Next, we're going to bump the shadows a little to try and bring out the subject's face. Here's the Shadow / Highlight adjustment with +25 added to the shadows:
That's better! But what if instead of +25, we go to +50?
("NOT TO FIFTY!!!!!")
Look closely at the sweater here... (Yes, this image is larger on purpose). See how grainy it's starting to look? That's overcorrection. We'll discuss that more a little later on. the trick here is to adjust your shadows without overcorrection, so that the areas that are *supposed* to be dark stay dark enough, but the areas that are not lighten up for visibility.
Part III: Advanced color correction
What happens, though, if you have a shot where these two simple techniques just aren't enough to fix the problems you've found? Well, for this, we have the "Photo Filters" adjustment. The Photo Filters adjustment acts just like what would happen if you put a filter on the lens of your camera - without costing you the f/stops that adding a filter on the lens sometimes can. It has the advantage of variable levels, which is something you can't get outside of Photoshop without spending a whole lot of money, hauling a whole lot of filters, and knowing in advance when you have a lighting problem that will momentarily cause your white balance to wig out on you.
The badly overexposed shot I showed above is an example of momentary camera wigout. The most likely cause was some sort of a bright flash of light from a source my camera was not aware of. At Giant Center, this would be the overhead flash units that are sync'd to the press cameras, but I'm not aware of Verizon Center having anything like that. Anyway, why it happens is immaterial. The reality is that even people who have been shooting photos for decades sometimes get into weird lighting situations that they didn't know about enough in advance to correct for on the spot. So, about photo filters.
In order to get into photo filters, I'm going to have to go a bit more heavily into the properties of light and color, so please pardon the impending physics lecture! Everyone was taught in grade school about the three primary colors: red, green, and blue. You can see in this simple diagram another piece of information.
In photography, you have three channels to work with: red, green, and blue. Each of these can be manually adjusted using the manual levels adjustment in Photoshop - and that's useful. But it doesn't always do exactly what you want it to. An easier way to handle adjusting levels of an individual channel is to use the color that is its opposite to compensate. Note the colors on the opposite side from the primaries: cyan, magenta, and yellow.
These were the colors used to do color correction back in the days before cameras could make their own adjustments.
Still, even when you teach the camera that ice is white, you will sometimes have a problem with color balance to deal with. Most of the time, in hockey photography, you will be dealing with too much of the red spectrum of lighting, so you'd compensate using a cyan photo filter. That's overly simplistic, so let's go to some examples. We'll start with an uncorrected photo:
This was taken without teaching the camera about the whiteness of the ice. We're just a little underexposed here... not too horribly to correct, though.
Correcting the levels does this:
But we're still yellowish where we should be white. Adding +25 to the shadows helps some, but it's still not enough:
So we add a photo filter, in this case, a #82 at +20:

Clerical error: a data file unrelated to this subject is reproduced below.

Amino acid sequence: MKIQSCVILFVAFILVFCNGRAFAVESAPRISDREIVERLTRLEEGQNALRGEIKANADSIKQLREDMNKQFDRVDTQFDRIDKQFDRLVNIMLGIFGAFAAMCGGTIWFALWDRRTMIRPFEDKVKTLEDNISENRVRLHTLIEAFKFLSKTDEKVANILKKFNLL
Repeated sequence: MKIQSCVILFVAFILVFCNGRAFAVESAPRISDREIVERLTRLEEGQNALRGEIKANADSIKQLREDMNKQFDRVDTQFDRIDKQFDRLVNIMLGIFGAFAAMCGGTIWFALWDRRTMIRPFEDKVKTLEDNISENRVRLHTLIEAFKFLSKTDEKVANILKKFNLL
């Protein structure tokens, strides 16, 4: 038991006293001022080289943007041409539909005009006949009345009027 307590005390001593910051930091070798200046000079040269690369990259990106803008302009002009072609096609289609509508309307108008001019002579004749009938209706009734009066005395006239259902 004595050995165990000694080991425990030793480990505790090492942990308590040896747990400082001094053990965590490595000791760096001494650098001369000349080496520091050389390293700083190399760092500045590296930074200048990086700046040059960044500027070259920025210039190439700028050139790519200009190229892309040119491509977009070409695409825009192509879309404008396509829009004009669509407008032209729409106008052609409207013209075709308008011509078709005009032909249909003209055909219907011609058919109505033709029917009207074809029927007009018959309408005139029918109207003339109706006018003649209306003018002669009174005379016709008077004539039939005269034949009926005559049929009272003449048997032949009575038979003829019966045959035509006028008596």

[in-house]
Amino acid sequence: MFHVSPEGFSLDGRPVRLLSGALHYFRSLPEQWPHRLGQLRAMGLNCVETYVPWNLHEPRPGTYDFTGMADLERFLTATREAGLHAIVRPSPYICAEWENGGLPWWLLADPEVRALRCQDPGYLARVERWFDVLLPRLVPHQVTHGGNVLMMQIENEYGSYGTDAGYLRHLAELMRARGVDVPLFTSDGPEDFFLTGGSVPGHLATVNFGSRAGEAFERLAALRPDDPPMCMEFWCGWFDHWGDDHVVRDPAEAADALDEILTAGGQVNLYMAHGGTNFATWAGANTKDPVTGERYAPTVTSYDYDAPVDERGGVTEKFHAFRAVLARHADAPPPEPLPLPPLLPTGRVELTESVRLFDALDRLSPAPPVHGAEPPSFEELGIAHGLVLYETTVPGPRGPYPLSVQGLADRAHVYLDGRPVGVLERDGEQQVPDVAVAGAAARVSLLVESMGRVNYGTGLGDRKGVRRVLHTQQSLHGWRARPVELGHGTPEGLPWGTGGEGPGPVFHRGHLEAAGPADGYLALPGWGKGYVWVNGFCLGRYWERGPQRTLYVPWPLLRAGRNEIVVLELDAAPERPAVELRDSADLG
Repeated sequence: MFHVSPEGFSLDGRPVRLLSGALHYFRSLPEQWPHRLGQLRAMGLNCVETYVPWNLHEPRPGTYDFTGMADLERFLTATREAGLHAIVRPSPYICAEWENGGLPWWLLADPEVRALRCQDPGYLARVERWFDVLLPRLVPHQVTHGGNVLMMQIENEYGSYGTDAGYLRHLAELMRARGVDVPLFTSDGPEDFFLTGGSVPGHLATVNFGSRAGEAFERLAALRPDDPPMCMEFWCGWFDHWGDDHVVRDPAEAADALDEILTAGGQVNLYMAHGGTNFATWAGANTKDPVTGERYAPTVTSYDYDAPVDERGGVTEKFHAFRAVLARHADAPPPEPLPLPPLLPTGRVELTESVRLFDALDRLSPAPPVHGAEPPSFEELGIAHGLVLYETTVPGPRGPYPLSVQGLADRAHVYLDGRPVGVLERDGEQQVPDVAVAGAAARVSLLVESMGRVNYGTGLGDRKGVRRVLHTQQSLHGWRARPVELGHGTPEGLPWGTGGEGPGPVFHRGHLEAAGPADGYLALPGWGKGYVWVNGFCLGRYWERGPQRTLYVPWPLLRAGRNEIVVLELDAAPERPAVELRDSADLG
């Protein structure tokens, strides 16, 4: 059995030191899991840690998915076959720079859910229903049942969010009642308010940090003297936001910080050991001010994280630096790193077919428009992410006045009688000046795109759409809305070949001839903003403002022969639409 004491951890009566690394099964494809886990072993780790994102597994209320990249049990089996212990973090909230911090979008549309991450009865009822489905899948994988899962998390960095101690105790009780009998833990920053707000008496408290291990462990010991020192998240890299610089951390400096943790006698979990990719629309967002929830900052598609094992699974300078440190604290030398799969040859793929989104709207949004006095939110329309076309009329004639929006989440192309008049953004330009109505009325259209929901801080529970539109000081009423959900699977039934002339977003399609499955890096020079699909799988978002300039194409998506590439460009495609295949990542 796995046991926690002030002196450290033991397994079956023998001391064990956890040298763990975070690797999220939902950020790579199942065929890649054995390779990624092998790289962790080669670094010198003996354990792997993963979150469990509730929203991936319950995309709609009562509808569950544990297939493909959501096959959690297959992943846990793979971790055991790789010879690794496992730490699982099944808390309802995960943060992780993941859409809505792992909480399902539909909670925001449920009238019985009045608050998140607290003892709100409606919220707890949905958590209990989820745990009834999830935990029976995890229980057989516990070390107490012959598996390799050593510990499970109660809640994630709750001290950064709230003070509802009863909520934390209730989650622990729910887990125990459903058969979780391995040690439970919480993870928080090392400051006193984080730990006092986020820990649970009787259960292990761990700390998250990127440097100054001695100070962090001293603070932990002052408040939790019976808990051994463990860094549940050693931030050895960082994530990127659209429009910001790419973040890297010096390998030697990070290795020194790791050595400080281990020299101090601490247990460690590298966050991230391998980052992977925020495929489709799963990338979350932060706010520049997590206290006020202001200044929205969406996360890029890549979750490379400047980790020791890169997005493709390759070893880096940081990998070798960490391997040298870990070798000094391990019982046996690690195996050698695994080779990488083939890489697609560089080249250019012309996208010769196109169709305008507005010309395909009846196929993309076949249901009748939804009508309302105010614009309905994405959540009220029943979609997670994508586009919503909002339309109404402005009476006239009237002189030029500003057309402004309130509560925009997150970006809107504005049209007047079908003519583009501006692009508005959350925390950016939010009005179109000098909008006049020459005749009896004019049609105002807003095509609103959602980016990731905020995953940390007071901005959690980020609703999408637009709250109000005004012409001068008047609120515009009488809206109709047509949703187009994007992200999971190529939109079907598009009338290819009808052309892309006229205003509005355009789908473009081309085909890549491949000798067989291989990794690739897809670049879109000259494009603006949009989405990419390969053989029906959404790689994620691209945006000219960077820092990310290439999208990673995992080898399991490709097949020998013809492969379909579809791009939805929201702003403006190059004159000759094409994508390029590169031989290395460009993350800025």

THERE's Varly! That's much better, isn't it? The benefit to the Photo Filters option is that you have the full range of photo filters (there are three cyan/blue filters you can use to correct between red-orange-yellowish photos), plus you can add or subtract the amount of filtering involved. I could have turned Varly's sweater bluer than Ovi's eyes, if I'd wanted to.
On to the next example. In this case, I did the adjustments manually for the most part after the first two.
Again, we'll start with an uncorrected photo, this time of Cody Eakin at KCI during the 2009 rookie camp:
We'll start off with the initial two compensation techniques: Auto Levels and Shadows +25:
WOAH, PINK OVERLOAD! The shadow compensation helps a bit, but not much:
Side by side, you can see that Ginger's face needed some help to pop out. But we're still way too pink in this shot. My next adjustment took me into the manual levels adjustor, and the red channel all by itself, where I reduced the red output from 255 (full) to 220.
Better, except now the ice is gray, and so are Eakin's pants. Ew. So, we're going to make two more adjustments. The first is to something called "curves," which I'll explain in more detail later, and the second, to compensate for underexposure.
Unfortunately, I did not save a copy of the shot where I just did the curves adjustment, so here is the effect after the exposure compensation and curves are both done:
And here we have - not a fantastic photo, but certainly much better than we started out with!
I mentioned underexposure before. Underexposure is the opposite of overexposure. Often in the digital darkroom, you can "save" an underexposed photo. If you shoot "raw" images (.arw on my camera) you will have more to work with than you have with a .jpg; however, you will also have to reserve a LOT more space on your hard drive. My camera's .arw files are over 10 megs each in size! Because the version of Photoshop that I'm using isn't that good with handling raw images, and because most of what I shoot will end up online rather than printed, I've stopped shooting raw for now, and I'm getting rid of most of what I have on my main hard drive, since it's all backed up elsewhere anyway, and it's taking up space that I will NEED before the end of the season! In any case, there will be times when an underexposed photograph is just too badly exposed to save. Here is one such example:
Wow, that's dark. Let's see what Auto Levels can do for it:
That didn't help a whole lot, unfortunately. Next adjustment: shadows +50 (NOT TO FIFTY!!!!!!!)
Notice that the photo has gone very grainy at this point. Under normal non-illustrative circumstances, I'd stop right there. This photo is not going to be saveable, and I know it isn't. But for purposes of illustration, I'll try bumping the exposure by +1 stop.
That didn't help, and in fact brought the graininess out even worse than before!
In an attempt to improve it, I used Photoshop's Auto Contrast feature next.
No joy. Oh well; I knew two adjustments ago that this one wasn't saveable.
That's all for now; I'll post a Part 4 talking about Photoshop's effects filters that can be added to help a photo out next, but it will probably be at least a week between installments. Thanks for reading!